The secret to this is achieving backspin while making sure that the dice do not move on any other axes. If properly delivered, the dice will stay together as they fly through the air, rotating only on their left-right axes.
During your delivery, you may choose to pivot with your shoulder, elbow, or wrist. Each shooter will have a different technique, and there is really no right or wrong way. It's all a matter of which technique works best for you.
If your throwing motion pivots on the shoulder, you may find that you tend to throw in an arc instead of a straight line. This can be fixed by rotating your wrist slightly to counteract the rotation of the shoulder. This may take a lot of practice to get just right, but it should become a natural motion with time.
Tossing the dice with a pivot of the elbow looks unnatural and may bring you unwanted attention from the powers that be. While dice control is not illegal, keep in mind that the casinos still have the right to bar you from play if they think you are simply too good for them. This type of throw also places strain on the elbow, which might especially be a problem for older players.
Be sure and watch out for your thumb when tossing the dice. If your dice tend to cross over one another after being tossed, then your thumb is more than likely the guilty party. Be sure and throw the dice fast enough that your thumb loses contact with the dice before the roll off your fingers. Otherwise, the thumb will tend to push the dice apart.
Backspin is placed on the dice to counter the forward motion of the dice and to keep them from landing on a random number after bouncing against the back wall of the table. Keep in mind, however, that backspin must always be accompanied by axis control. If not, you will still achieve random results.
Sweaty fingers can also become a problem when tossing the dice. To counter this, try placing a piece of chalk in your pocket. When your fingers begin to get sweat on them, just reach into your pocket and get enough chalk dust on your fingers to counteract the perspiration. You might also want to try antiperspirant, although some pros complain that it makes their fingers sticky.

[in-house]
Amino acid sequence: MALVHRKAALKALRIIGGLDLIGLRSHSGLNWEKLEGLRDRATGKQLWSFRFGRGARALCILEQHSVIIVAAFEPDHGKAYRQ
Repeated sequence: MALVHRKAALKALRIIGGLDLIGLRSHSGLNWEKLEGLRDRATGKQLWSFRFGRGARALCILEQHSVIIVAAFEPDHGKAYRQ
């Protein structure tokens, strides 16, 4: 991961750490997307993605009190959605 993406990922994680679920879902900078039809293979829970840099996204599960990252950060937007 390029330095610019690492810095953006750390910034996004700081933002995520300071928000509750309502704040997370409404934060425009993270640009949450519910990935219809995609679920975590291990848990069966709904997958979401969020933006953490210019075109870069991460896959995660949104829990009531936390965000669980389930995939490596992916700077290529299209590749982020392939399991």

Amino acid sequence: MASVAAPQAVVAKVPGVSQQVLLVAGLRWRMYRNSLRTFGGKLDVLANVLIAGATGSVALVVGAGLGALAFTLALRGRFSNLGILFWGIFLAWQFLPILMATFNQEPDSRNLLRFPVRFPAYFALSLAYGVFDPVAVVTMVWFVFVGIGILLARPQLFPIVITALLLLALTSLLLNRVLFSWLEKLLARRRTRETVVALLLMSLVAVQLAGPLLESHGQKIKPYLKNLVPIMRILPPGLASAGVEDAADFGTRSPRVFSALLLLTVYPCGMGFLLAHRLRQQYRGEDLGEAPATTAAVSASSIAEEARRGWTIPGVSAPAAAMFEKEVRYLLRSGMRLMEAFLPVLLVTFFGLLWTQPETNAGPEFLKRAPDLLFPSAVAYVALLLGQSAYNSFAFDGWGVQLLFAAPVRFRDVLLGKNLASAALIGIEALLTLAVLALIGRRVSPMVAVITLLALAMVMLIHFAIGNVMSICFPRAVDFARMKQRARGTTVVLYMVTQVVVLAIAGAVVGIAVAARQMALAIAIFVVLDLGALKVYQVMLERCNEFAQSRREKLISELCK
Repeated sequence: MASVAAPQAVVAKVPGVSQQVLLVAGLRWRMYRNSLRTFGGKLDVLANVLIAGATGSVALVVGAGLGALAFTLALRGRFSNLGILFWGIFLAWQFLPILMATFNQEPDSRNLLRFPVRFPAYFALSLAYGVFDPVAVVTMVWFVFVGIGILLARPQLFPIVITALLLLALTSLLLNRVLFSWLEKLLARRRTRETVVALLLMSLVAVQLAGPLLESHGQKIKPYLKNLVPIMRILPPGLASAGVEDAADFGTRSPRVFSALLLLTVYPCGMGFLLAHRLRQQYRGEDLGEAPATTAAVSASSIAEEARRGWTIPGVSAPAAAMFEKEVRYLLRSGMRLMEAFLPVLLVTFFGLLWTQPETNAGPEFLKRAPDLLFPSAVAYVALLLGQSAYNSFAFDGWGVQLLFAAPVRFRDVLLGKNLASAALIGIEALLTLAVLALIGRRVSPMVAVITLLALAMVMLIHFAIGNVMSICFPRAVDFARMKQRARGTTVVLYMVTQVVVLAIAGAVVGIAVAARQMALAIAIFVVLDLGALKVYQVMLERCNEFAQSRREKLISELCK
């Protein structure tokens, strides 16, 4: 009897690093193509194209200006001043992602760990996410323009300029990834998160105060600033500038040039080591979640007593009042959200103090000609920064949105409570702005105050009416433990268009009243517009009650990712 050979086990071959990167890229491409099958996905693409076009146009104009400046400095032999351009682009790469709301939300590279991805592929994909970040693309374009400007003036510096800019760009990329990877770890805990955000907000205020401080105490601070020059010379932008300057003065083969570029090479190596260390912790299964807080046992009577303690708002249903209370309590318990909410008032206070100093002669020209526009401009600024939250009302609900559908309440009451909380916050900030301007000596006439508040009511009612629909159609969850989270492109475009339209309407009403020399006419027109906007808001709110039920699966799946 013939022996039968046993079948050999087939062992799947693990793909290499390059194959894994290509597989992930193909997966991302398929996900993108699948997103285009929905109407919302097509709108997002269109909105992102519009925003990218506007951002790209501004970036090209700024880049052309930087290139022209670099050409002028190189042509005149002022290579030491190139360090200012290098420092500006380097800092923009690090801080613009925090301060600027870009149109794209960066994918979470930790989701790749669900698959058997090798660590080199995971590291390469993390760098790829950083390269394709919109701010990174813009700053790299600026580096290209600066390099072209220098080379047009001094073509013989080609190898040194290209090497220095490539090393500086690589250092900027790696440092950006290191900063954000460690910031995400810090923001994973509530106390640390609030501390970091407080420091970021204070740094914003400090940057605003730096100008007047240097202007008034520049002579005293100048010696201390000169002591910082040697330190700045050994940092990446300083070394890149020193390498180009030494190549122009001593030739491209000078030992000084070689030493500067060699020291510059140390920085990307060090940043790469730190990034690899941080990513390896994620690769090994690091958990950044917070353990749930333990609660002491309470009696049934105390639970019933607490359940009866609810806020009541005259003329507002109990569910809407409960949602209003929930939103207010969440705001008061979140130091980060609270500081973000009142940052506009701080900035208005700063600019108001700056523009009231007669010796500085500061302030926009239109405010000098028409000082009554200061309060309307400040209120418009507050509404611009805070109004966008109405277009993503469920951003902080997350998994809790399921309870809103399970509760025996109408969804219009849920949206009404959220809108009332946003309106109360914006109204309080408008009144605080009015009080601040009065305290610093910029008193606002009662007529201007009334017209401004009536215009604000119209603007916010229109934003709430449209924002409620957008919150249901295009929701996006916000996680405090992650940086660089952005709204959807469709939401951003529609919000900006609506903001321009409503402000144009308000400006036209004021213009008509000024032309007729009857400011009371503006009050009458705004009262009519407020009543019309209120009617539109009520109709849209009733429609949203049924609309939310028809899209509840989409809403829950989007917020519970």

When you throw the dice, they should rotate together in the air and their left-right axes should be parallel to the table. If one die tends to fly higher than the other one, then chances are strong that you have a problem with your grip. The dice should also bounce straight forward. If your dice are bouncing to one side, then you probably did not align them correctly.
It is also important to not draw too much attention to yourself before handling the dice. Have a good time, talk with the other players, and try not to tip off the dealers to the fact that you are an advantage player. For example, stay away from big buy-ins. You might even try fumbling with the dice a bit to give the impression that you don't spend every waking hour in your home practicing dice control.
When tossing the dice, try and make it look as natural as possible. If you are turning your hand upside down and examining the dice, this is going to tip off the dealers. And remember that casinos have the right to bar you from the craps table and even declare certain rolls void if they do not hit the back wall of the table. Just use a little common sense and you should be fine.
This article was intended to provide a basic overview of the proper things to strive for when tossing the dice. However, practice is the key ingredient. Practice enough and you'll be a precision shooter in no time. Then all you'll have to do is walk up to the craps table, place your bet, and watch the happy faces of the bettors as you roll 50 times straight.
This page was last modified on November 24, 2009.